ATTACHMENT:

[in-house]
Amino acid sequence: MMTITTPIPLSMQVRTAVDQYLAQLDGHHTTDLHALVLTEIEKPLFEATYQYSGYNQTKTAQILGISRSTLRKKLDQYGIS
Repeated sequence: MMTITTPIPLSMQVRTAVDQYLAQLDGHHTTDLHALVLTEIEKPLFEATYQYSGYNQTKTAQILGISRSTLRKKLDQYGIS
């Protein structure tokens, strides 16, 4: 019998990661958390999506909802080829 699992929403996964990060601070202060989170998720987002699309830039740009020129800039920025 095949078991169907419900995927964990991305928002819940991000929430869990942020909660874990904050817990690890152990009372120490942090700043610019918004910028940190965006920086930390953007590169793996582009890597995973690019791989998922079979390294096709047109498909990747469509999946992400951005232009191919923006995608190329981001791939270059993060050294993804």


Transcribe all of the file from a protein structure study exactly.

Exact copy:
[in-house]
Amino acid sequence: MMTITTPIPLSMQVRTAVDQYLAQLDGHHTTDLHALVLTEIEKPLFEATYQYSGYNQTKTAQILGISRSTLRKKLDQYGIS
Repeated sequence: MMTITTPIPLSMQVRTAVDQYLAQLDGHHTTDLHALVLTEIEKPLFEATYQYSGYNQTKTAQILGISRSTLRKKLDQYGIS
């Protein structure tokens, strides 16, 4: 019998990661958390999506909802080829 699992929403996964990060601070202060989170998720987002699309830039740009020129800039920025 095949078991169907419900995927964990991305928002819940991000929430869990942020909660874990904050817990690890152990009372120490942090700043610019918004910028940190965006920086930390953007590169793996582009890597995973690019791989998922079979390294096709047109498909990747469509999946992400951005232009191919923006995608190329981001791939270059993060050294993804």